Knowing what little I know about the system I understand the lights operate by way of Zigbee which sort of creates a mesh network to daisy chain devices between each other meaning if your hub is point A and the gardenspot is point C 200 ft. away you may need a Zigbee device B to help carry that signal over.

So… I have some hue bulbs on my patio. These are always reliable and connected to the ST network. They are about 40 feet from the OSRAM gardenspots and there are no obstructions between the devices. It is my understanding Hue also works on Zigbee. Is this good enough or will I require something else because the constant unreliability of the gardenspots are a bit frustrating.

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(Jason) #206

You will probably need something else. I would put in outlet in the middle. Bulbs don’t repeat when the power to then is turned off at the switch. Also I don’t think the hues repeat for anything other than hues. There are many threads on zigbee zha and ZLL repeaters.

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(Kim) #207

If anyone in the UK is looking for some.
I Just picked up 4 for the price of 3 on Amazon, of the colour Osram bulbs.

K

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(Scott Steinhorst) #208

Hi Everyone,

I am brand new here and brand new to automation. I am starting to renovate all the lighting in my house and I’m thinking that Osram LIghtify bulbs with a SmartThings hub and some sort of switches may be the way to go. I am delighted to discover the expertise, enthusiasm and helpfulness in this ST community forum.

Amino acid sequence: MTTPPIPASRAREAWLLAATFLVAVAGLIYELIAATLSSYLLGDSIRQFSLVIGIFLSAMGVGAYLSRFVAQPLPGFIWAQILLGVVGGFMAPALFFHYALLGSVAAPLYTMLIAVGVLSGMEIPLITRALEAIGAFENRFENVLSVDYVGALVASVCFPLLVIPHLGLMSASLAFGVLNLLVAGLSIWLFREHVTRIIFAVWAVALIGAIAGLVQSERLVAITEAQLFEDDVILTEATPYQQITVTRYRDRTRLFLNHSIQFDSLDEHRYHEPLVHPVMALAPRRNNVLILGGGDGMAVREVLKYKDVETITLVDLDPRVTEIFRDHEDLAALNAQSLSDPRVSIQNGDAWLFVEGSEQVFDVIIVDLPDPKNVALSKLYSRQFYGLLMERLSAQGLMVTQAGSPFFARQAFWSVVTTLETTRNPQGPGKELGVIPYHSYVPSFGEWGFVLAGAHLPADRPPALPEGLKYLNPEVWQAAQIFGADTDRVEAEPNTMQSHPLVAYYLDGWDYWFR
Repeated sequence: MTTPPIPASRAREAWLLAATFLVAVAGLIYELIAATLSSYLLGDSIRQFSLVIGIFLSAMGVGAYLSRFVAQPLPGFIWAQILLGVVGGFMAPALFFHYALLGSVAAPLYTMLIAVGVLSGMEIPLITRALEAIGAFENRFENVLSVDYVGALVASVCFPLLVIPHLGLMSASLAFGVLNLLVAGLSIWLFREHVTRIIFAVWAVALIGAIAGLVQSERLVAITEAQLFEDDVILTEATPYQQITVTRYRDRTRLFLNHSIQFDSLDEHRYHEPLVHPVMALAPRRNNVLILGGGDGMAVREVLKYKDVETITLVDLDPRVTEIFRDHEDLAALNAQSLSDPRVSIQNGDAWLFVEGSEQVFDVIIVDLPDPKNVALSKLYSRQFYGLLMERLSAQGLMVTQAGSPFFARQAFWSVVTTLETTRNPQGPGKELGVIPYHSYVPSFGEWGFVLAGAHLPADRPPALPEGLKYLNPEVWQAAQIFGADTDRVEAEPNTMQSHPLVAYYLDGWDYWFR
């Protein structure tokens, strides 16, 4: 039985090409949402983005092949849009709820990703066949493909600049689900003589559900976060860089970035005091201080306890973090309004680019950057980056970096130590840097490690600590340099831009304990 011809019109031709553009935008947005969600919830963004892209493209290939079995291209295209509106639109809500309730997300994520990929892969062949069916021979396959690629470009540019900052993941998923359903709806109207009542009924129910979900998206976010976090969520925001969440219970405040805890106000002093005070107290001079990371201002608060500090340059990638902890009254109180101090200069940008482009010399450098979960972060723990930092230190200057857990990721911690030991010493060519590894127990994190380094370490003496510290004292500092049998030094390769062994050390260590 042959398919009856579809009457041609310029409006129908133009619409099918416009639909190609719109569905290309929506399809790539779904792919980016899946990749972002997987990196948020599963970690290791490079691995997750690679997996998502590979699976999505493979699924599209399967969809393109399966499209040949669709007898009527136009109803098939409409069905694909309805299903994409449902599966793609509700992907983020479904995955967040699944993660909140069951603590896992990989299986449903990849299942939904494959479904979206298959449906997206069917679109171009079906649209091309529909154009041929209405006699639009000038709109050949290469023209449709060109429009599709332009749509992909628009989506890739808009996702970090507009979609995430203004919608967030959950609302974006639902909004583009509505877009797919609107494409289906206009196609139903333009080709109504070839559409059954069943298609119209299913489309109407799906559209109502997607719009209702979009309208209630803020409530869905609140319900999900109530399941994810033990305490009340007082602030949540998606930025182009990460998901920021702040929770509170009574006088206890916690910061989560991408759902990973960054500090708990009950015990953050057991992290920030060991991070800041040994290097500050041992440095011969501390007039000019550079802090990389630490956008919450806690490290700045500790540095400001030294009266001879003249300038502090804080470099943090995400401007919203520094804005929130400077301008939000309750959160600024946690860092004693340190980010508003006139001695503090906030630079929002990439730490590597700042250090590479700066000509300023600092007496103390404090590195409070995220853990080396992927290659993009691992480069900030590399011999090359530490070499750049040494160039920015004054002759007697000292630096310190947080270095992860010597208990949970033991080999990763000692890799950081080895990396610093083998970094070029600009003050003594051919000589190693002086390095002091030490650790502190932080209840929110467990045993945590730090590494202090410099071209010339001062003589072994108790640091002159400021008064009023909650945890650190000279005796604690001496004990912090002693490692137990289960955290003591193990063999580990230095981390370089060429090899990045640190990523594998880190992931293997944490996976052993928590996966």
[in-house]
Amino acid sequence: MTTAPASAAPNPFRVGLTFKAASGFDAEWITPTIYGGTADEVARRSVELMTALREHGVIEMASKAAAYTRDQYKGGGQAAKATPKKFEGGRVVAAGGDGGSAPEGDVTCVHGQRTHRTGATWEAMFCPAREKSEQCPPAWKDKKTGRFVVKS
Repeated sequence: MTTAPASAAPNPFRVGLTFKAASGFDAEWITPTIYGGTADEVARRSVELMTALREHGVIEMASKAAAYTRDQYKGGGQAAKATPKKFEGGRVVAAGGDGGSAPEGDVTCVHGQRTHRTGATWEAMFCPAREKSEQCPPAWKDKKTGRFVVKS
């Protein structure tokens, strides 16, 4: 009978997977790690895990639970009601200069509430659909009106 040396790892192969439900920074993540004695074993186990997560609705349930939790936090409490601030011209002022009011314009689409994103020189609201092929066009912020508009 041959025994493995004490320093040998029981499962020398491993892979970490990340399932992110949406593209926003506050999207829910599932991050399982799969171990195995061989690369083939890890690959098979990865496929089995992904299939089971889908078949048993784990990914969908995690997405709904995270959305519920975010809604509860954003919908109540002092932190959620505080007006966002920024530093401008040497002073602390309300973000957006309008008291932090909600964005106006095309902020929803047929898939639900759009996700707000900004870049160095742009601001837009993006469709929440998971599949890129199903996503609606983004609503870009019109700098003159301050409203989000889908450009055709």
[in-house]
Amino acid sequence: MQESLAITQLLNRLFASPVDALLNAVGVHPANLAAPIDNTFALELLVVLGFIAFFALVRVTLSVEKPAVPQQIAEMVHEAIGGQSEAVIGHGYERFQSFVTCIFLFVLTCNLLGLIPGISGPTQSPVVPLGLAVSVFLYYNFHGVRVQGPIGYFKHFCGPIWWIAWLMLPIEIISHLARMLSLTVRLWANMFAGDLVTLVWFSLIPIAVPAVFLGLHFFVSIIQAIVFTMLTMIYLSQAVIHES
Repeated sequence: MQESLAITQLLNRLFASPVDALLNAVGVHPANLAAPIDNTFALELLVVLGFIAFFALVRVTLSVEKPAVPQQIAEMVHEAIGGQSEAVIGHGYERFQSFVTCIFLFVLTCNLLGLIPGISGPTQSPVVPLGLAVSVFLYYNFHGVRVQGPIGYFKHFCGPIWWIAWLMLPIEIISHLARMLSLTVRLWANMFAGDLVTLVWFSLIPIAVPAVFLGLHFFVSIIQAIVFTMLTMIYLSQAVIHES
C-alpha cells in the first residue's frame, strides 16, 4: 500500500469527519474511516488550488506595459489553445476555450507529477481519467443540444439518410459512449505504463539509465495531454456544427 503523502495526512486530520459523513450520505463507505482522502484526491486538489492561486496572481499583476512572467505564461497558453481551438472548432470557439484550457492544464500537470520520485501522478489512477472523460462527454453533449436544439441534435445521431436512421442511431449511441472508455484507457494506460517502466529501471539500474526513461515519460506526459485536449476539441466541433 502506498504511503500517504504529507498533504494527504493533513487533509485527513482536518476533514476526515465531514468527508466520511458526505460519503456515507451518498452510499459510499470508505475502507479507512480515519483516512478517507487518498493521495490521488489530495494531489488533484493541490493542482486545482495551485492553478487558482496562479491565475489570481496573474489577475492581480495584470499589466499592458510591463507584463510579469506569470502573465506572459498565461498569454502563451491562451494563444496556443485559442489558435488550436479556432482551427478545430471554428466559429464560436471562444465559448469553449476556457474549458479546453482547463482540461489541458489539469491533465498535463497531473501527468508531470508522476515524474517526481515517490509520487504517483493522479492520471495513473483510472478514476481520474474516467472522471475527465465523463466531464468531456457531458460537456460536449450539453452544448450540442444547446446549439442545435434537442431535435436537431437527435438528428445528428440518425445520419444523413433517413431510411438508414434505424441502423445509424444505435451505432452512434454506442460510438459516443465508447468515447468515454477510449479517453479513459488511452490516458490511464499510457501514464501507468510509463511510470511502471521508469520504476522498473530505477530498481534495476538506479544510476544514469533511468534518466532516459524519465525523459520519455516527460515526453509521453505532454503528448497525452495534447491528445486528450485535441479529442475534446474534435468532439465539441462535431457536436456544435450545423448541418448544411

I could use some help understanding if a system could work the way I wish it to and what the appropriate set of parts would be.

I live in Seattle and am often home during the day. Daylight hours are short, and many days are quite gloomy and dark with clouds. With these new color temperature adjustable led bulbs I’m fantasizing about brightening the room/house with bright daylight temperature bulbs during the day, and then switching to a warmer, lower temperature color in the evening.

Between ambient and task lighting (and some accent), I have 3-4 switches/light circuits per room. I have a fair number of 3-way and a few 4-way switches.

Here is how I want it to work:

  1. Lights are turned on and off with a regular(ish) wall switch. This would seem familar and work for non-technical guests, kids and my wife with little or no explaination.

  2. Bulb color (temperature) per automation program (basically daytime and evening, or daytime, evening and bedtime).

  3. Ability to switch between programs with one (or a few) centrally located scene selector button switch mounted on the wall (if it can walk around my kids will lose it).

  4. Use smartphone/tablet to override all or a particular lighting circuit (as in it’s evening warm light program time, but I really want bright daylight task lights on this table so I can really see what I’m doing). I have f.lux and twilight on our computer and phones and my wife is often turning it off for a bit so she can see something better).

  5. If the automation is down, lighting still works with the wall switch. Who cares about the light color as long as they go on and off as desired.

  6. Dimming is optional (but desirable).

  7. I imagine two color temperatures would do (daylight = 6000K-6500K, warm = 2700K). But I generally prefer 3500K lighting, so three scenes would be better (daylight = 6500K, evening warm = 3500K, and bedtime = low as possible 2700K).